The problem: intestinal worms and parasites
Schistosomiasis (shis-toe-so-my-a-sis) and soil-transmitted helminthiasis (STH) are both what the World Health Organization calls “neglected tropical diseases,” which affect the poorest and most marginalized communities in the world. Schistosomiasis is carried by freshwater snails and transmitted through contaminated water during everyday activities, such as bathing, fishing, and washing clothes in lakes, rivers, or ponds. STH is caused by a group of intestinal parasites, and is transmitted through soil contaminated with human feces.
The World Health Organization estimates that 206 million people are affected by schistosomiasis and 1.5 billion are infected with STH  . Infection with these parasites can result in anemia, blood in urine, abdominal pain, and genital discomfort. These symptoms can lead to impaired cognitive development and reduced school attendance; longer-term effects include stunted growth, internal organ damage (such as liver fibrosis), increased risk of HIV infection, and bladder cancer.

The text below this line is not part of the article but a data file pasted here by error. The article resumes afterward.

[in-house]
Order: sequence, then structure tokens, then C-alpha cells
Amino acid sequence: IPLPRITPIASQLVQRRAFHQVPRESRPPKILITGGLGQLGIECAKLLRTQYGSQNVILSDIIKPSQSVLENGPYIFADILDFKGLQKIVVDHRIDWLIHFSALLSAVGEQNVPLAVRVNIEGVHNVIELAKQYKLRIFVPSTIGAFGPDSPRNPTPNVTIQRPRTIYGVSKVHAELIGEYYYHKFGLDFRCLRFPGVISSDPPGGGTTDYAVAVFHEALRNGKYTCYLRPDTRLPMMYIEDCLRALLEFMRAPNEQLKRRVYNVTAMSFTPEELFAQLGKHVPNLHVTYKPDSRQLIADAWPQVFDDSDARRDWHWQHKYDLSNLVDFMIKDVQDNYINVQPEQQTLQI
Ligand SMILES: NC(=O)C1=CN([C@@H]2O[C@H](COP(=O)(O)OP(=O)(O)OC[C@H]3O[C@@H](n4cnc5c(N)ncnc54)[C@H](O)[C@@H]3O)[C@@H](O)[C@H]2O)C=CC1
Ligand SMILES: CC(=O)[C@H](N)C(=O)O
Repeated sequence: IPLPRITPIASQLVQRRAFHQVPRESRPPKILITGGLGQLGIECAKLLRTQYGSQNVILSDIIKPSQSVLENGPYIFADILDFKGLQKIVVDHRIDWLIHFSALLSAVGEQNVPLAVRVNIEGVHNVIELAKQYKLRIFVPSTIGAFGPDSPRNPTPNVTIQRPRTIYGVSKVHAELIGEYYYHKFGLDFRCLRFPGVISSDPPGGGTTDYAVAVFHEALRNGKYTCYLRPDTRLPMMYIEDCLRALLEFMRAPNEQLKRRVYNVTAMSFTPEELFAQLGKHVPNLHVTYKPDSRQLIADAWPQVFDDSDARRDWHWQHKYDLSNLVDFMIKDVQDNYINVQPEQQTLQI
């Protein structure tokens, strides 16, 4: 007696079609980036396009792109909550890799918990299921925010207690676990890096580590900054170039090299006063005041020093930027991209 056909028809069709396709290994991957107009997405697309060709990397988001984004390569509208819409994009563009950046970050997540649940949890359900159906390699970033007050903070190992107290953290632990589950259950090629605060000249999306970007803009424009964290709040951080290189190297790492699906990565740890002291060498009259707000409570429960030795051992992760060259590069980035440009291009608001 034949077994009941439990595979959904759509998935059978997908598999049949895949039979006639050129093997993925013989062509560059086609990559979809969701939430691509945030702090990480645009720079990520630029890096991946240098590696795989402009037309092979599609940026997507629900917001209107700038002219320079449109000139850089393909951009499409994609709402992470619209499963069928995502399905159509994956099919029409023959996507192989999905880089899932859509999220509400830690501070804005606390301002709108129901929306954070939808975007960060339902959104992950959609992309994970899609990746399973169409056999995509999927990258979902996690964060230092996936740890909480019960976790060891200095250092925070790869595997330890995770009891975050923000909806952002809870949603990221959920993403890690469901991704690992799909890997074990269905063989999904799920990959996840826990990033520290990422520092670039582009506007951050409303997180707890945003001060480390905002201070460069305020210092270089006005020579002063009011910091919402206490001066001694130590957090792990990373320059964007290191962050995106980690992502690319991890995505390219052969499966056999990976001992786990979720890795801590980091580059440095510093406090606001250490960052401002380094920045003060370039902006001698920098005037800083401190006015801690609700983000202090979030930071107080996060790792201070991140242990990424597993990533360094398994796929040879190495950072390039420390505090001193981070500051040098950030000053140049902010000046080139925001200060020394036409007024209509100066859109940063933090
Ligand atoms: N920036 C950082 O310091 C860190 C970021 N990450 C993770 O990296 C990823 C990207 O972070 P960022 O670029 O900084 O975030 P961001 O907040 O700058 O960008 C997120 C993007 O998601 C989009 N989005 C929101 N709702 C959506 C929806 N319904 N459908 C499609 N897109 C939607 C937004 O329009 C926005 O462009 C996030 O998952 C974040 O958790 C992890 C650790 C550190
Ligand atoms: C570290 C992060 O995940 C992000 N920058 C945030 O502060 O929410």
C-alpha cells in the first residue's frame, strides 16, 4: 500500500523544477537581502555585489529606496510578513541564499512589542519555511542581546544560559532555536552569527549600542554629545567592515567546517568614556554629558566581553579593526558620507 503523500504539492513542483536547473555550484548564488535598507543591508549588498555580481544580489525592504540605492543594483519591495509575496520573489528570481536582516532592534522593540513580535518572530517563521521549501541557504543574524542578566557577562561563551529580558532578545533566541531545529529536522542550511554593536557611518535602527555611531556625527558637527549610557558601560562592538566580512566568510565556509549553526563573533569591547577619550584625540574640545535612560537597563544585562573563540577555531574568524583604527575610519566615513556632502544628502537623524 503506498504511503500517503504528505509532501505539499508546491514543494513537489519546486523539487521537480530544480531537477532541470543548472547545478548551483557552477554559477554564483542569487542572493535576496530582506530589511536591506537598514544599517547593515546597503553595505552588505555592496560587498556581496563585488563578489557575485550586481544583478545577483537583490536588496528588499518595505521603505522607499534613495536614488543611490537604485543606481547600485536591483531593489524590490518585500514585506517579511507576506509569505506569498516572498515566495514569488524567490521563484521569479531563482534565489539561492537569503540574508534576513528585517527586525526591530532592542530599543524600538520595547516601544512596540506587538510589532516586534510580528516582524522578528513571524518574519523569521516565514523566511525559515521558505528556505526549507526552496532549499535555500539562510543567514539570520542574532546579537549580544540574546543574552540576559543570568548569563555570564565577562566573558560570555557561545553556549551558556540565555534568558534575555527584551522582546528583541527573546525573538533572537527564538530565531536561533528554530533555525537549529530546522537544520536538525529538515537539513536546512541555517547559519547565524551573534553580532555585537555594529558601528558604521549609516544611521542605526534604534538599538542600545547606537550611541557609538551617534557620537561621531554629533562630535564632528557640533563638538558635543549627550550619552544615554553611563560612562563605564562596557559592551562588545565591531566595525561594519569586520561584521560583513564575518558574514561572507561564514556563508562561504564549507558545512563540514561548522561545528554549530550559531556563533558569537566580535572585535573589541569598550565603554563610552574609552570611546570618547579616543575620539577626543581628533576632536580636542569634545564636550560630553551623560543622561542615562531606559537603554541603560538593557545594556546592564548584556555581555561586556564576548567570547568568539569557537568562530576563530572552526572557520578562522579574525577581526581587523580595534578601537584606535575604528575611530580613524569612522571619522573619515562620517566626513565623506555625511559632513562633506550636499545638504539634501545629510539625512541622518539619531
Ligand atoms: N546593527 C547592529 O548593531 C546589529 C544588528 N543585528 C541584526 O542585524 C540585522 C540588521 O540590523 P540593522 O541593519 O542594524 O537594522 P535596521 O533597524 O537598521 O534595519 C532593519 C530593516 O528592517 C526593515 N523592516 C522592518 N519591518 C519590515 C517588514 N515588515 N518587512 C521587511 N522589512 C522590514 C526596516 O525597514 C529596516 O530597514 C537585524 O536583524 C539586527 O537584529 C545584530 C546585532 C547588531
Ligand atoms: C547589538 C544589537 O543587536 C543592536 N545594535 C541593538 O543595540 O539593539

The solution: cost-effective school deworming programs
Mass deworming programs — typically run by national governments — provide those living in at-risk communities the medication needed to treat STH and schistosomiasis infections. These programs have a strong track record of success and are highly cost-effective, generally at around 43 cents per child per year. The estimated long-run social financial rate of return is around 65% per year. 
—Innovations for Poverty Action 
How the Schistosomiasis Control Initiative works
SCI does not have country offices or local staff. Rather, they work directly with government programs to help deliver services through existing health care systems. By providing technical support, SCI can remain agile and responsive, and focus on building capacity and maximizing efficiency. Plus, working in partnership increases their organizational cost effectiveness, while reducing duplicative efforts.